It’s mostly bleeding risk. We divide them into two. Extracranial and intracranial. Intracranial means in the head basically. You may be at risk for a hemorrhagic stroke which means that bleeding into your brain. Well, that’s not good. Thankfully does not happen too often, generally, one in ten thousand people who take aspirin can get that. The most common bleeding is gastrointestinal which is bowel/colon bleeding. That is fairly common especially the older you are the higher the risk of having a peptic ulcer disease. If you already have peptic ulcer disease you should definitely be super careful if you are taking NSAIDs like ibuprofen or some other painkillers like in the NSAID group as well as aspirin. Peptic ulcer history can definitely increase your risk even more so. Also if you had bleeding before like gastrointestinal bleeding then you have to be really careful about aspirin.
I have seen people dying from gastrointestinal bleeding. It’s not just a minor thing. Especially if you’re older it can put you in severe anemia. If bleeding is severe enough you may need transfusion ICU admissions. When I was a resident I had to deal with that all the time. So, the bottom line increased risk with aspirin for diabetics is typically a relative risk around 50 percent compared to risk reduction which is a modest reduction.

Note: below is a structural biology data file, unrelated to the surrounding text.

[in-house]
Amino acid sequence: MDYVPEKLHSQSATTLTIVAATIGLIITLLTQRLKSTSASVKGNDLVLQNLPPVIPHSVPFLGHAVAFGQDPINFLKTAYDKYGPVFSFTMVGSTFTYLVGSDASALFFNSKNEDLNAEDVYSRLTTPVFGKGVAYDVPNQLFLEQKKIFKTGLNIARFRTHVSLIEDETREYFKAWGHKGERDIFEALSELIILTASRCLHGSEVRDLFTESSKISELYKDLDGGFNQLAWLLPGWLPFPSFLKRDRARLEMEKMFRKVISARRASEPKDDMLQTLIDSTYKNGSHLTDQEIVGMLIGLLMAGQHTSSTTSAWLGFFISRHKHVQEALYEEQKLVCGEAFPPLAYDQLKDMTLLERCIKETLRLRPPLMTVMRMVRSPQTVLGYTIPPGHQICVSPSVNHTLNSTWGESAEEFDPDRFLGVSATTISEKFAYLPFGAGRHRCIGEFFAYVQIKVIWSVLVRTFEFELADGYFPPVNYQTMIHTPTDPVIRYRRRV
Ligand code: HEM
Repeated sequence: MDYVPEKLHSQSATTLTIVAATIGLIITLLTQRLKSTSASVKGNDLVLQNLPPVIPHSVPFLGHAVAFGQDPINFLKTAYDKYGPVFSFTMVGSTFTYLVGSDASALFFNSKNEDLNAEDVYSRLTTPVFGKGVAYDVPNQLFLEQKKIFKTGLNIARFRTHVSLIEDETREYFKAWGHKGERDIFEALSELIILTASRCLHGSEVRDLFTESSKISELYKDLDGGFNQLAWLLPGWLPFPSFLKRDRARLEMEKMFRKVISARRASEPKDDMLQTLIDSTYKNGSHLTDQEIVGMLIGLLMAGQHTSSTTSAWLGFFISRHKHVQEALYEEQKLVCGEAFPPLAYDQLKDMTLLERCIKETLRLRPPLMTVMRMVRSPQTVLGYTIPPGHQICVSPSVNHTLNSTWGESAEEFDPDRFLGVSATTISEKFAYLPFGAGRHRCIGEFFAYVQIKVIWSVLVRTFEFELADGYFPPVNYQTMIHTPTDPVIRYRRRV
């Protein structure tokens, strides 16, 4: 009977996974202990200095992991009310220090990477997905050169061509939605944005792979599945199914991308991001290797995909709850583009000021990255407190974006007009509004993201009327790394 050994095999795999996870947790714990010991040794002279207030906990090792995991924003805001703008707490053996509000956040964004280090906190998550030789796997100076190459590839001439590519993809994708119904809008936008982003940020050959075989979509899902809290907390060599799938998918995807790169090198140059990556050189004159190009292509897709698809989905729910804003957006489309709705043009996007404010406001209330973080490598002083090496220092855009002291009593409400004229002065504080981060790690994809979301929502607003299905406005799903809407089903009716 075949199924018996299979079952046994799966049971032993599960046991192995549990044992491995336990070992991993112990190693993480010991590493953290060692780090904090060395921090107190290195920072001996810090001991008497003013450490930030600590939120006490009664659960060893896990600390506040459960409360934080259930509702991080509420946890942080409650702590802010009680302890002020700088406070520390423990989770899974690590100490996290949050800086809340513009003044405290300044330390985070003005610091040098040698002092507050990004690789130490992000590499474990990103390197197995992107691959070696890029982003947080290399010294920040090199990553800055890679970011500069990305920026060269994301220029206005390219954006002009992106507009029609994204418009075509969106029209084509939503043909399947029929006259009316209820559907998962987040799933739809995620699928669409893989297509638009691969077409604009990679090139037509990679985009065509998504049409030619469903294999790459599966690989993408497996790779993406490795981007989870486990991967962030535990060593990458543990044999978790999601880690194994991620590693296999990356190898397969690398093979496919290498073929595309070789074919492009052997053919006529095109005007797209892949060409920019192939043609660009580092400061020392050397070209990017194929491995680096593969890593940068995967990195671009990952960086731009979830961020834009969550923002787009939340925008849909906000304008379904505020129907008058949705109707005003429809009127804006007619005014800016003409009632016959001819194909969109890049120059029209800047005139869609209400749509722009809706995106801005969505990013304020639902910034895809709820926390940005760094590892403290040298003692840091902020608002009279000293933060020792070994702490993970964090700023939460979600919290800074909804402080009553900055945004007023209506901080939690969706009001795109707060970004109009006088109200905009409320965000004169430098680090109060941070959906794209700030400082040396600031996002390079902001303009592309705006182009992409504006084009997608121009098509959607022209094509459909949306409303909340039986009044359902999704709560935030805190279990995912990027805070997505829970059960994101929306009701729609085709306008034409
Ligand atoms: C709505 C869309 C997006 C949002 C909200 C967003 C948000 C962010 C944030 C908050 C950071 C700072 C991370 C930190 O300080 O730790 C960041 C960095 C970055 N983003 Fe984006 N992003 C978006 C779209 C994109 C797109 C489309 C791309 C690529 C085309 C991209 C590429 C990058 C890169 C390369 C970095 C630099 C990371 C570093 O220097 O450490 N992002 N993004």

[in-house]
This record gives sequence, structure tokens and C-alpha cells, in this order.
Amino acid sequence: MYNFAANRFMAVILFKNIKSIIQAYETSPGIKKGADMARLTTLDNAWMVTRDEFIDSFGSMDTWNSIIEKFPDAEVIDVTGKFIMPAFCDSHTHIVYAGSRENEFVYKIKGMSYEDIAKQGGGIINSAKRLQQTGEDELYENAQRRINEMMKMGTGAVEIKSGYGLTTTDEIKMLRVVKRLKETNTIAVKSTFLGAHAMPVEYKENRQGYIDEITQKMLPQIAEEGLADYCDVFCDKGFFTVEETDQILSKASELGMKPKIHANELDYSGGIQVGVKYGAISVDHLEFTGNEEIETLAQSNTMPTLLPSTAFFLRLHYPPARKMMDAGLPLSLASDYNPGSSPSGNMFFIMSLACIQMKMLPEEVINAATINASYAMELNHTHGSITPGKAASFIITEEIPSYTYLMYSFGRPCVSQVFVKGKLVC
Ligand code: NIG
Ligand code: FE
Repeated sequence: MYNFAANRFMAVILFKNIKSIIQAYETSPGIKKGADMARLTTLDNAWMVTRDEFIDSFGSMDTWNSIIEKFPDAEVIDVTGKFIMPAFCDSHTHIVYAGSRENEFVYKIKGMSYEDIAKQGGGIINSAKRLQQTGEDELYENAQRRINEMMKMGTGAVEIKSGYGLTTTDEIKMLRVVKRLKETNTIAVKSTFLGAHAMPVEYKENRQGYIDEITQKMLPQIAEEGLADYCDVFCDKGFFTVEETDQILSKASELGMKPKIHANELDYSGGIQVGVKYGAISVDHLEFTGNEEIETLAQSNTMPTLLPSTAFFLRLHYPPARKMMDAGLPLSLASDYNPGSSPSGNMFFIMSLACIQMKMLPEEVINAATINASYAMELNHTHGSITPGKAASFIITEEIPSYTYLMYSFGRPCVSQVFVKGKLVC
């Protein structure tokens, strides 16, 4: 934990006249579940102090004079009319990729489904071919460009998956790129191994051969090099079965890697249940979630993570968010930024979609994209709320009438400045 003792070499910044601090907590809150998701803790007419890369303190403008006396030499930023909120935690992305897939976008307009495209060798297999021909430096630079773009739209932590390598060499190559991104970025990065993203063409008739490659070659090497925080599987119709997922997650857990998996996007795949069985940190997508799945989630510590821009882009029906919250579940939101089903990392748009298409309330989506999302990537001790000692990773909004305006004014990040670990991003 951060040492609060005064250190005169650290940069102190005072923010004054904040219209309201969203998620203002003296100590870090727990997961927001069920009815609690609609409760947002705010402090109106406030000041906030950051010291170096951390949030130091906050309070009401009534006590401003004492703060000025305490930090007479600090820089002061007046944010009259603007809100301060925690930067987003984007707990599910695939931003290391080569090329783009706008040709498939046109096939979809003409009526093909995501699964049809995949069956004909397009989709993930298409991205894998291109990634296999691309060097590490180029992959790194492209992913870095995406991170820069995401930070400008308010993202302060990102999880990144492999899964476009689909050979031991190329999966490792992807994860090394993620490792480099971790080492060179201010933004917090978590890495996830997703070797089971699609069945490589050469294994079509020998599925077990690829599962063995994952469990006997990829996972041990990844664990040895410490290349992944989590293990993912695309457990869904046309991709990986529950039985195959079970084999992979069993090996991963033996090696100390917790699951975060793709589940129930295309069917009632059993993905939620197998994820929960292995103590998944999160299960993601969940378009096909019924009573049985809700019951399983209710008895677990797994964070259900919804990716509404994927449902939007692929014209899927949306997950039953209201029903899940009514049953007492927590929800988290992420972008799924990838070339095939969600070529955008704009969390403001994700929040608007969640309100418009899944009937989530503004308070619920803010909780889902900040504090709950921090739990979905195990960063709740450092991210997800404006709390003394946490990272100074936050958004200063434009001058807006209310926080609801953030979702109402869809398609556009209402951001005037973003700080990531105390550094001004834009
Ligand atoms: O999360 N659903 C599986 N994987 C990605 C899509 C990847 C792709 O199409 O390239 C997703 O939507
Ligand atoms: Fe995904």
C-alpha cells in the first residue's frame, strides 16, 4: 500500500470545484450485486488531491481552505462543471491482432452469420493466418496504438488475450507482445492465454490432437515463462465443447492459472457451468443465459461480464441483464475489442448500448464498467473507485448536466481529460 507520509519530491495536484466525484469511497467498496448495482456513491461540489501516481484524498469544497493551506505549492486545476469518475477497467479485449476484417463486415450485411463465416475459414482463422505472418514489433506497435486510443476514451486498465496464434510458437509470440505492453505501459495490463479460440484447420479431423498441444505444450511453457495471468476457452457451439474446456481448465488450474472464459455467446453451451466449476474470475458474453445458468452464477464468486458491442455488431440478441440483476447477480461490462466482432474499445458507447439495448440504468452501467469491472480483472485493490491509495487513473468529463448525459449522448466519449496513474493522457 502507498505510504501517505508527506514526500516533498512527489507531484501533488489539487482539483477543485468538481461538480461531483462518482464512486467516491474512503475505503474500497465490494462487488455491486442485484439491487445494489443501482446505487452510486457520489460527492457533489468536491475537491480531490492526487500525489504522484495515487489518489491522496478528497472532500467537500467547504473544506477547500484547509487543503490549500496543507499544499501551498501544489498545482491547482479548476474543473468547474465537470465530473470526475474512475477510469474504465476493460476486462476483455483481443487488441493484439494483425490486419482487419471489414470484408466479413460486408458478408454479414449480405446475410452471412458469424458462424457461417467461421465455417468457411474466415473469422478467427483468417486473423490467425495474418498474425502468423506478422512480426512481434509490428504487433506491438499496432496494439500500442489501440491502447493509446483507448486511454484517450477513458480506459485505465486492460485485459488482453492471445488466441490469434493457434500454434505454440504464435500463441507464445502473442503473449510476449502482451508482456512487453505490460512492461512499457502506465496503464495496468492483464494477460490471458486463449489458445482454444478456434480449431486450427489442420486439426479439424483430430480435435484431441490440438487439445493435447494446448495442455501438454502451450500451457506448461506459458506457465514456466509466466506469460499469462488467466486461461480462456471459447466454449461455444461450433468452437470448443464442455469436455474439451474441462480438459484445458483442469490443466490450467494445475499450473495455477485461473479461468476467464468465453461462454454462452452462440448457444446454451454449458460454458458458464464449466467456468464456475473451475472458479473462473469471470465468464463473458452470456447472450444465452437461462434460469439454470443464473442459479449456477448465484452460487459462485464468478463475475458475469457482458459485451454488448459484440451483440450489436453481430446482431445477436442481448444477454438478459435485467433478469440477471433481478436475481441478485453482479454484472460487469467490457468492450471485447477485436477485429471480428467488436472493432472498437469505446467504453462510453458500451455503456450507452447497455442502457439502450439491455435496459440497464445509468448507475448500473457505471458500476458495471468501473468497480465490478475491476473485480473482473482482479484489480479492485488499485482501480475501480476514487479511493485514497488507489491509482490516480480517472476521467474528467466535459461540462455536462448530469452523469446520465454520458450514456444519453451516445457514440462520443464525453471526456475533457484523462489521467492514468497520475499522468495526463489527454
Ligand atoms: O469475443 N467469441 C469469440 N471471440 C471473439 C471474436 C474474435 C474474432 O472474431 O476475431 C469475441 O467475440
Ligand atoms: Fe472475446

What is the optimal dose for aspirin for diabetics?

You really need not more than 75 milligrams of aspirin. The studies show that the difference between 75 milligrams or higher doses was not any different for any benefit. So, do not overdose on aspirin.

What is the verdict?

Here is my verdict: After reading all this I will tell you this: if you are a person with diabetes who are at high risk for heart attacks such as more than ten percent of the risk in the next 10 years based on Framingham calculation(diabetics typically have twice the risk factor based on this calculation by the way). If you find yourself at a 6 percent risk on this calculator and also if you’re diabetic that means that your real risk is 12 percent. So, unless you do have other contraindications such as a high risk of bleeding consider aspirin. You may not decide on that right now. You may still want to talk you are a good candidate, go for it. Because the benefit is significant if you have a lot of risk factors like high blood pressure, high cholesterol, smoking, chronic kidney disease, family history of heart disease, etc.
What else can diabetics do to reduce heart disease risk other than aspirin?
Risk reduction measures other than taking aspirin are keeping your LDL down, keeping your HDL up, eating healthy with the Mediterranean diet, keeping blood pressure under control, and stopping smoking.

Have a wonderful day and keep blood sugar down!

Author: Ahmet Ergin, MD, FACE, CDCES, ECNU
About the author: Dr. Ergin operates a large diabetes practice mostly in West Palm Beach, FL, and yet can see diabetic patients across the entire state of Florida via a unique telehealth platform which also allows him and his team to track patient progress and be available at all times.